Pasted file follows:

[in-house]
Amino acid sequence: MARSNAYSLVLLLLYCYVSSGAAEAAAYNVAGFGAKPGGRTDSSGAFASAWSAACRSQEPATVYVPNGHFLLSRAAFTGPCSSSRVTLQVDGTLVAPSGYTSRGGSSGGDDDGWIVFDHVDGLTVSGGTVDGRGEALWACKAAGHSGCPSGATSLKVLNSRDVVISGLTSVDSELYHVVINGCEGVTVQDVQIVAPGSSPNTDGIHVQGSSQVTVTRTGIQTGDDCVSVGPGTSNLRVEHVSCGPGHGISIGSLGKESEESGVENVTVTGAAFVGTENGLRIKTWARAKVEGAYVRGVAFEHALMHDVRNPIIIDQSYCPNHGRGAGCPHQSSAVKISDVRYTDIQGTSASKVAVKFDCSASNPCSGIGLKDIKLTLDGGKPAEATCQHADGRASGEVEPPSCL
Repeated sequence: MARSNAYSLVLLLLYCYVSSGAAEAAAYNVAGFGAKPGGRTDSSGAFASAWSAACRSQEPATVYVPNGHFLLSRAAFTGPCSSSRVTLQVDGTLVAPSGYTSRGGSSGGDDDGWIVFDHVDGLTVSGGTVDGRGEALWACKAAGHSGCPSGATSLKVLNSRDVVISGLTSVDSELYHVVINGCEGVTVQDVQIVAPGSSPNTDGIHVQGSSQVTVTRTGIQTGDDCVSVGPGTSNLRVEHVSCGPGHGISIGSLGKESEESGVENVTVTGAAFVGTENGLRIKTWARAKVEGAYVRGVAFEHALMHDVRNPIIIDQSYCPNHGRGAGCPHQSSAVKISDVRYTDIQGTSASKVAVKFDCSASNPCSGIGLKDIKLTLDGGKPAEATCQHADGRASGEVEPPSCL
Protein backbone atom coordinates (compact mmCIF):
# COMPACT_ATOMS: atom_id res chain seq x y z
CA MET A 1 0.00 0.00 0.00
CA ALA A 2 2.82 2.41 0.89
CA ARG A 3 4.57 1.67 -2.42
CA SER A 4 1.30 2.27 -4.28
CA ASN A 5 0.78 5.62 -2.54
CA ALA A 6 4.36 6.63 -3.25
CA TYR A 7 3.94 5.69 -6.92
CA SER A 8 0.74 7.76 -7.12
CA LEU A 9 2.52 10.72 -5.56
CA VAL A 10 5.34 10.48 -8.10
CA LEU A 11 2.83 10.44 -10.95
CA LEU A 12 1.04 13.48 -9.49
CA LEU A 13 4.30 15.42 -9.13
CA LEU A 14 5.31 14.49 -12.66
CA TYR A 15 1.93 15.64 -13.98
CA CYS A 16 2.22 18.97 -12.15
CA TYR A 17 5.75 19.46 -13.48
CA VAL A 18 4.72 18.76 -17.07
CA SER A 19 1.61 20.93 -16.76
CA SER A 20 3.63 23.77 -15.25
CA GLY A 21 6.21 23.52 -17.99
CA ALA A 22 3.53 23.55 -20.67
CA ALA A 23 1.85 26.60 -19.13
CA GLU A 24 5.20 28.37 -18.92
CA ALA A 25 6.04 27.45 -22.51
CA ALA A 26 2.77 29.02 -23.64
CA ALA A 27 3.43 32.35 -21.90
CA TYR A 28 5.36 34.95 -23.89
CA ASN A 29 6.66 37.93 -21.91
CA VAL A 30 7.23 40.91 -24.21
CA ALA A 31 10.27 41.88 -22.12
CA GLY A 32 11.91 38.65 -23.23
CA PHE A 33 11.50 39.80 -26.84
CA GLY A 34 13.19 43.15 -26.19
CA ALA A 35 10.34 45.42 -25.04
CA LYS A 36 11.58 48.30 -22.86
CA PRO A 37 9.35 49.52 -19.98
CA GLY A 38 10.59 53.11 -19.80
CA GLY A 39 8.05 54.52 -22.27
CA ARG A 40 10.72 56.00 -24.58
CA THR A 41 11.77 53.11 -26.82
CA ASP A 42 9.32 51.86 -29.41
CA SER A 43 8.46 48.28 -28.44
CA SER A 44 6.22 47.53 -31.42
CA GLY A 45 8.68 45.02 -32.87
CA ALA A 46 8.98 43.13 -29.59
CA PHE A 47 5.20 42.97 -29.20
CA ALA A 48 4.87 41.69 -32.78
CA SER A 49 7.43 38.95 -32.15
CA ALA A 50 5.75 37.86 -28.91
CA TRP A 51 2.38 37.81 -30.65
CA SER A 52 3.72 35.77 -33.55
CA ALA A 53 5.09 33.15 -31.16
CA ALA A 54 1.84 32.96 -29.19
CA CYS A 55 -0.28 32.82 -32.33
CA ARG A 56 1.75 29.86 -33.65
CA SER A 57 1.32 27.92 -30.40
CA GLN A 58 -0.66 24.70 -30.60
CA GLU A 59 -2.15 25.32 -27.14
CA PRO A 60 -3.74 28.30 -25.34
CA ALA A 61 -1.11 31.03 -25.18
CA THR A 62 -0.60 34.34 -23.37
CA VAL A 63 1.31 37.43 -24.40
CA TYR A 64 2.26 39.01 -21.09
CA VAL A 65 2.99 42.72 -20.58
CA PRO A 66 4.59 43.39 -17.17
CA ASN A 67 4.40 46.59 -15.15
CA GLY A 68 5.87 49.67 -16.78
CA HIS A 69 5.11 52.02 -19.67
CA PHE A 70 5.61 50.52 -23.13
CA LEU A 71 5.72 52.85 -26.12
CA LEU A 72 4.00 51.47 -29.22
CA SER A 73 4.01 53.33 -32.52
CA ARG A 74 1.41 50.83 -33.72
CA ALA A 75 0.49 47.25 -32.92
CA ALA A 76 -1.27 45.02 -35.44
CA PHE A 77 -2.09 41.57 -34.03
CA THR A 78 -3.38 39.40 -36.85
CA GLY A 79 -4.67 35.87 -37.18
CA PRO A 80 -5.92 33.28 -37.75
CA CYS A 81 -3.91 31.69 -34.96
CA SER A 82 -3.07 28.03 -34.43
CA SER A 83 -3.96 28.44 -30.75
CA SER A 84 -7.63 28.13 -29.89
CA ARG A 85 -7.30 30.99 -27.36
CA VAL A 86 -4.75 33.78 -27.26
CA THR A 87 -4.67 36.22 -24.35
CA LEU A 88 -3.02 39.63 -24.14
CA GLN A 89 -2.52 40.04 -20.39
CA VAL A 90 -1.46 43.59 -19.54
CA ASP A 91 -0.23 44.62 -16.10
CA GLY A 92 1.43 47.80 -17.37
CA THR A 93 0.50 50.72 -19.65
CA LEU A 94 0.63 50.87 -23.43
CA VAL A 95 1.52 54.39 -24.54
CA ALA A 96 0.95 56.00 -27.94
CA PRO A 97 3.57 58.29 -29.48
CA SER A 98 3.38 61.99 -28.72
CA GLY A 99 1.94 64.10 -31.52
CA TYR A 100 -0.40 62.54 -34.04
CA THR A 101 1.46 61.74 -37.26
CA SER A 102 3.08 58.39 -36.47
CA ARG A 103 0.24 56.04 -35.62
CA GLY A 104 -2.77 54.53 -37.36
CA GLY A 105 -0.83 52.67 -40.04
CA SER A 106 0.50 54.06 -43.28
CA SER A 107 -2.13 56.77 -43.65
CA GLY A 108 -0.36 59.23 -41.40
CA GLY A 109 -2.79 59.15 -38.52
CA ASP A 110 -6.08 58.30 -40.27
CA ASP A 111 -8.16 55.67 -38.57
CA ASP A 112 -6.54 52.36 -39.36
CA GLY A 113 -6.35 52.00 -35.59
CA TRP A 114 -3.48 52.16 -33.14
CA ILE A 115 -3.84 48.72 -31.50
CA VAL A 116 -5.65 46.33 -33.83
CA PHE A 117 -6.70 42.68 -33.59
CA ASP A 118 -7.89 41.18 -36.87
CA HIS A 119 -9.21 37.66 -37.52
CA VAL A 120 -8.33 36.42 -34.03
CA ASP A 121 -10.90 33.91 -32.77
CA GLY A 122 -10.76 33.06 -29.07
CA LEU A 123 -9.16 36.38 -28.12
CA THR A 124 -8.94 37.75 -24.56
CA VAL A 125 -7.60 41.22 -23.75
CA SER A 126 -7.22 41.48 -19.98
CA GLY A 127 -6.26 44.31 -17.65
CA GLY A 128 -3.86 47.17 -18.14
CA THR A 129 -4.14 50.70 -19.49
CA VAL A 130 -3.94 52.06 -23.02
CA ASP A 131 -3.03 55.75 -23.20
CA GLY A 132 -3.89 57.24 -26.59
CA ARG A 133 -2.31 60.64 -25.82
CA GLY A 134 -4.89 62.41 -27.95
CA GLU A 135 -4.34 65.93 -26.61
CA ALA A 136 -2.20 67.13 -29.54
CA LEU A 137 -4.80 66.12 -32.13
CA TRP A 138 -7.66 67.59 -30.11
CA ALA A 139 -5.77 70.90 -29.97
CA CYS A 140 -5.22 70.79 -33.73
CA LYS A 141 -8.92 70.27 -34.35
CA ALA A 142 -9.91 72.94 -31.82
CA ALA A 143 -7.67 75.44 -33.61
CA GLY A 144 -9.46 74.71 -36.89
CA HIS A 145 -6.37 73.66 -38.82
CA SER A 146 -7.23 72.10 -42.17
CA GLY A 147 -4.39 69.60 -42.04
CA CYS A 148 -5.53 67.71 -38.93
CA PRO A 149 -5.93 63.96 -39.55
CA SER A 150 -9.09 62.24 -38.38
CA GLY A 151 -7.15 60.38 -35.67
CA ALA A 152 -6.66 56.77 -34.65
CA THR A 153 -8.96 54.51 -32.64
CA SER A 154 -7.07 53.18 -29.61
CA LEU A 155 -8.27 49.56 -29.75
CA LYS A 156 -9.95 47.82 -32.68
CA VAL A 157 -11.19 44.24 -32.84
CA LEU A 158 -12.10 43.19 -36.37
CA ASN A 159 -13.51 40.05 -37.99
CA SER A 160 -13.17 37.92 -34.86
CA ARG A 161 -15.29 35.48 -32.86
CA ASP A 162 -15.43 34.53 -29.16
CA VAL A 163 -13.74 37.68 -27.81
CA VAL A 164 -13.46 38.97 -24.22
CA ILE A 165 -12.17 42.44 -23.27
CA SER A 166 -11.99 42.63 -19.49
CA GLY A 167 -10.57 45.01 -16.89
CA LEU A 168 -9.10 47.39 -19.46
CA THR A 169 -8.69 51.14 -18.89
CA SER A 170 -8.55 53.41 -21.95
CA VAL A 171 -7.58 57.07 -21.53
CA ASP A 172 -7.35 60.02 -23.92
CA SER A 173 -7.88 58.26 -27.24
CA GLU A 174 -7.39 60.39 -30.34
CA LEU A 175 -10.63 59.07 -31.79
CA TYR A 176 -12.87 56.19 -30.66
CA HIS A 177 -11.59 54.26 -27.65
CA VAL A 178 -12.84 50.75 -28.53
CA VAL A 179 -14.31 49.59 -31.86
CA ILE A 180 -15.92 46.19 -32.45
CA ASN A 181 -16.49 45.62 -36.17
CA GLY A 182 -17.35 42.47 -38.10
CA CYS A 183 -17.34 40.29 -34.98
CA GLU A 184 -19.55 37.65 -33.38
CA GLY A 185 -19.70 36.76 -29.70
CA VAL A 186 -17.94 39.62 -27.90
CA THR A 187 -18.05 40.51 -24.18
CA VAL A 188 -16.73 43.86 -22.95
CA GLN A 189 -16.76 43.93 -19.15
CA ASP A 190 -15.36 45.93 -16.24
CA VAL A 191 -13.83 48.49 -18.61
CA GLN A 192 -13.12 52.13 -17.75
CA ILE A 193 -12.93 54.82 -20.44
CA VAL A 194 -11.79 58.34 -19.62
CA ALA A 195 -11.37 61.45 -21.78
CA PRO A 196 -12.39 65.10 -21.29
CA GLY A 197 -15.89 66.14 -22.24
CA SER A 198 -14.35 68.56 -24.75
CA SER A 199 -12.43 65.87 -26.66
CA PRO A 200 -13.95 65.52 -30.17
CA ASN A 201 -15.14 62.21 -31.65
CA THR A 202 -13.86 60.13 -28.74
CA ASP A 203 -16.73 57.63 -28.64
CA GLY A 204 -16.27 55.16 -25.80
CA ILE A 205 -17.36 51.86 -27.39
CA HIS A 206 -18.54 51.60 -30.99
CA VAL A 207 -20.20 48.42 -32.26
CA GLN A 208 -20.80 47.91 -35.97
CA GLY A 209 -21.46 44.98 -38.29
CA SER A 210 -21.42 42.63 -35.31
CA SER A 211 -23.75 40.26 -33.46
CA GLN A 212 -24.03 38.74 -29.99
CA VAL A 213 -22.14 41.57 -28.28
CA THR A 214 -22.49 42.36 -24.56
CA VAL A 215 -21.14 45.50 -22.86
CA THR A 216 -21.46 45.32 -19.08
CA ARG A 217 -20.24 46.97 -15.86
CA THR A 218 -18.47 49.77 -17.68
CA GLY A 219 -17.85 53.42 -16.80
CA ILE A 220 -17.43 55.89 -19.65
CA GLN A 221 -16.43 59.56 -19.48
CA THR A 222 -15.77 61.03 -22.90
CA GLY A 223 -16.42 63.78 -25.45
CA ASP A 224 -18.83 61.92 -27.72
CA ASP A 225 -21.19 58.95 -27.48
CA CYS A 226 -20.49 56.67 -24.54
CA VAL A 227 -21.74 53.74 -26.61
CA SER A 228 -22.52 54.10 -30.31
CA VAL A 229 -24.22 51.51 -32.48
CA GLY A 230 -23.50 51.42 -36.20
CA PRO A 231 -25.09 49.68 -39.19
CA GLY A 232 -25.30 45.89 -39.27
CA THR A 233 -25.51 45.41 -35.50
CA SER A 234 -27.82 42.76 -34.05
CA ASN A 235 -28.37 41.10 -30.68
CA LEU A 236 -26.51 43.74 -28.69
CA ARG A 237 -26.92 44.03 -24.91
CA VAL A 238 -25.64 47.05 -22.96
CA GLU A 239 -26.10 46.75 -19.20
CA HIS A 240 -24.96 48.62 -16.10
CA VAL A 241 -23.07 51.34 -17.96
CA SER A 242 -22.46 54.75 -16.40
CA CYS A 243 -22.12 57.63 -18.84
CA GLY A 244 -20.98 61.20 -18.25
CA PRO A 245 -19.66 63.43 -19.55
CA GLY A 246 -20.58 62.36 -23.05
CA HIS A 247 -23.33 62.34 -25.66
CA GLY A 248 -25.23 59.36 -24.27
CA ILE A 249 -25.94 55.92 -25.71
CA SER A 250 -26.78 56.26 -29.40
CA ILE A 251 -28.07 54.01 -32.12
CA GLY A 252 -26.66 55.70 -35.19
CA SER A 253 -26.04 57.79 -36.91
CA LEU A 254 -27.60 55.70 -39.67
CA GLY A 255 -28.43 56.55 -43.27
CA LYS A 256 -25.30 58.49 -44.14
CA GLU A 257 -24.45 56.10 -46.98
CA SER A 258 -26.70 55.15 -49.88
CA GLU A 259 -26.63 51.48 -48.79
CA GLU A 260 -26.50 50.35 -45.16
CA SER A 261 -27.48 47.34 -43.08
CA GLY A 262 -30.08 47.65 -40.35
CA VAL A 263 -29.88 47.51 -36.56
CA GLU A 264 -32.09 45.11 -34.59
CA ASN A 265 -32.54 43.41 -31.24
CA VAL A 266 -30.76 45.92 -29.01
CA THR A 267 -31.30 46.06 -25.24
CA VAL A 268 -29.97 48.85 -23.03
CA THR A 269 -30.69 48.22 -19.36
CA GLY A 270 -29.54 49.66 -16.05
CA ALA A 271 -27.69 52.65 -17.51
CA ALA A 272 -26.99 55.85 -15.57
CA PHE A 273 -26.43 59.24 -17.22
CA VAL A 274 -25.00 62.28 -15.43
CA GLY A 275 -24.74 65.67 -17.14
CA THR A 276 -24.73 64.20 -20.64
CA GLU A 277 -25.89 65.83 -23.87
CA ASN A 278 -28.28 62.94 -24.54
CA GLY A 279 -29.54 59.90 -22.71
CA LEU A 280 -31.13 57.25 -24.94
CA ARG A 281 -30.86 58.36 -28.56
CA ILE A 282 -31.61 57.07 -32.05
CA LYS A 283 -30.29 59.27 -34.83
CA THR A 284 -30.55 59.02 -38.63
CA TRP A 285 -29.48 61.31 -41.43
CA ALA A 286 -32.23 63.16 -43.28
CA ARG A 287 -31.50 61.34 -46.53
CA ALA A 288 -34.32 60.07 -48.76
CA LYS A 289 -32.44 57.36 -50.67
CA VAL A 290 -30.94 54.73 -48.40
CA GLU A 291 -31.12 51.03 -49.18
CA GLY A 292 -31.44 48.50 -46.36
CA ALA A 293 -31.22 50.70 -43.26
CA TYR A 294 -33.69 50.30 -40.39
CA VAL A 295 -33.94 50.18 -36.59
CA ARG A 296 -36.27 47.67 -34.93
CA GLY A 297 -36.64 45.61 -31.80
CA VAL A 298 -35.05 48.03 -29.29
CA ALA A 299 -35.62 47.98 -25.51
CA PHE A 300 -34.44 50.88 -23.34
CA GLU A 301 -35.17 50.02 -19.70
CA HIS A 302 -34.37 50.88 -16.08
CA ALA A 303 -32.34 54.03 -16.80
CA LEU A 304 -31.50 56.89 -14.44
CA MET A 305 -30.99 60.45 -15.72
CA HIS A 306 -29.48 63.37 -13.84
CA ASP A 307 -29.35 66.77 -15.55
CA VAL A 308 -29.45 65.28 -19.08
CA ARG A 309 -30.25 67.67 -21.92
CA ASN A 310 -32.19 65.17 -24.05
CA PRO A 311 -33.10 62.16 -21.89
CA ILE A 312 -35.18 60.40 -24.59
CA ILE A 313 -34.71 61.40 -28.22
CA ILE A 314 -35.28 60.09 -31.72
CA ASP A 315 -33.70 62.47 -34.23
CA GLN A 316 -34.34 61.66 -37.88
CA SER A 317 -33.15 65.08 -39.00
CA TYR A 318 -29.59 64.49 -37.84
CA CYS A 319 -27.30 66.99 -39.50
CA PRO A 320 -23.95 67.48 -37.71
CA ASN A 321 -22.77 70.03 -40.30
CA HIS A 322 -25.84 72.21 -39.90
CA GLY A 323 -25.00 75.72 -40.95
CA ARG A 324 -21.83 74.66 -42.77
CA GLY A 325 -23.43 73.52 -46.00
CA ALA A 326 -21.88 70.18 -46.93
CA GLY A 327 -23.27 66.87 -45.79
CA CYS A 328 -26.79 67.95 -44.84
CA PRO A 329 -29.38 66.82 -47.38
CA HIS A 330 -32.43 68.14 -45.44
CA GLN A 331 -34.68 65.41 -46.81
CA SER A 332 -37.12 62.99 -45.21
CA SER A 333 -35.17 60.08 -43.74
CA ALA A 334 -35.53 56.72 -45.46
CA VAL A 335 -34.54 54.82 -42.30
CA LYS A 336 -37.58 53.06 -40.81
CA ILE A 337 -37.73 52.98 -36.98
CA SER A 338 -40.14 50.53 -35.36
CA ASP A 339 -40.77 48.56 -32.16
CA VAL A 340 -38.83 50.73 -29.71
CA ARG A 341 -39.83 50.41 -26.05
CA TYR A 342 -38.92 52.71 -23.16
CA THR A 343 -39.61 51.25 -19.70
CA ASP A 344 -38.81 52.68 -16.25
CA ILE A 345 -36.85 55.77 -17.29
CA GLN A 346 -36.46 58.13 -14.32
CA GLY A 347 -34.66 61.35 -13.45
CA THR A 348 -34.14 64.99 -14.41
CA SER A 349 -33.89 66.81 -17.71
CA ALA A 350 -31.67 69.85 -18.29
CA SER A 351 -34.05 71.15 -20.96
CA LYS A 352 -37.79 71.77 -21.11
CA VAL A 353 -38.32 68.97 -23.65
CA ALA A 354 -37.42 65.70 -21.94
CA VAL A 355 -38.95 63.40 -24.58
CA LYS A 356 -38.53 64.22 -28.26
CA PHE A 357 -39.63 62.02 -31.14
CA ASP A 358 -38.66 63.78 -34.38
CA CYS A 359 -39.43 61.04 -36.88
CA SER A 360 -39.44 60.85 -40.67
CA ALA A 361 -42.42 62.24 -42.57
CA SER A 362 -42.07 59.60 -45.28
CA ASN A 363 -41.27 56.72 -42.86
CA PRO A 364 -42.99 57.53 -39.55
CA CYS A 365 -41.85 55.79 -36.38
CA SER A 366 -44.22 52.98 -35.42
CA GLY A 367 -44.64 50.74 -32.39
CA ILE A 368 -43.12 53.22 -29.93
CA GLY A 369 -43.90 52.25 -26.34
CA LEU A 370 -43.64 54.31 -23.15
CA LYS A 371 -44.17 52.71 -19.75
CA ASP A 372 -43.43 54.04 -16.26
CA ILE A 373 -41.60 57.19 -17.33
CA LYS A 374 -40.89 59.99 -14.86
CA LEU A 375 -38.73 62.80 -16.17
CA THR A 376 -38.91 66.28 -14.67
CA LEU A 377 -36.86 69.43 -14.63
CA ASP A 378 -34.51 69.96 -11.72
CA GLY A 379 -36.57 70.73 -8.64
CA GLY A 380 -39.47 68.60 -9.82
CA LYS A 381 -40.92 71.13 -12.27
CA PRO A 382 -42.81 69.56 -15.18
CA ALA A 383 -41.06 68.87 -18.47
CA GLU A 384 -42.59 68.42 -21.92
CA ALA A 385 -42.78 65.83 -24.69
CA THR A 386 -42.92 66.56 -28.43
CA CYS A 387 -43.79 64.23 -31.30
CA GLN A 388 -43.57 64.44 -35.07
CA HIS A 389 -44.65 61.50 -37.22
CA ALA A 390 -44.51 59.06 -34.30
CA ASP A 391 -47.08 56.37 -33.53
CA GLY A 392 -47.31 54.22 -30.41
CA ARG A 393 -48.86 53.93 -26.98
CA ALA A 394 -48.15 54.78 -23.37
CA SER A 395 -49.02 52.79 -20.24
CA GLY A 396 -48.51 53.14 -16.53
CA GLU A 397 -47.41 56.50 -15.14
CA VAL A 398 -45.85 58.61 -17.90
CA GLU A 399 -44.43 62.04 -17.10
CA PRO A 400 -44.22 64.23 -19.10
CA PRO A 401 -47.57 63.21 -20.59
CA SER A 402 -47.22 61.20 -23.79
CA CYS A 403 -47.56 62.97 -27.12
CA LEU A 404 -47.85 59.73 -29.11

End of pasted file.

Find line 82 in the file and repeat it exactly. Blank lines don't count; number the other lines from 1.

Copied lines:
CA PHE A 77 -2.09 41.57 -34.03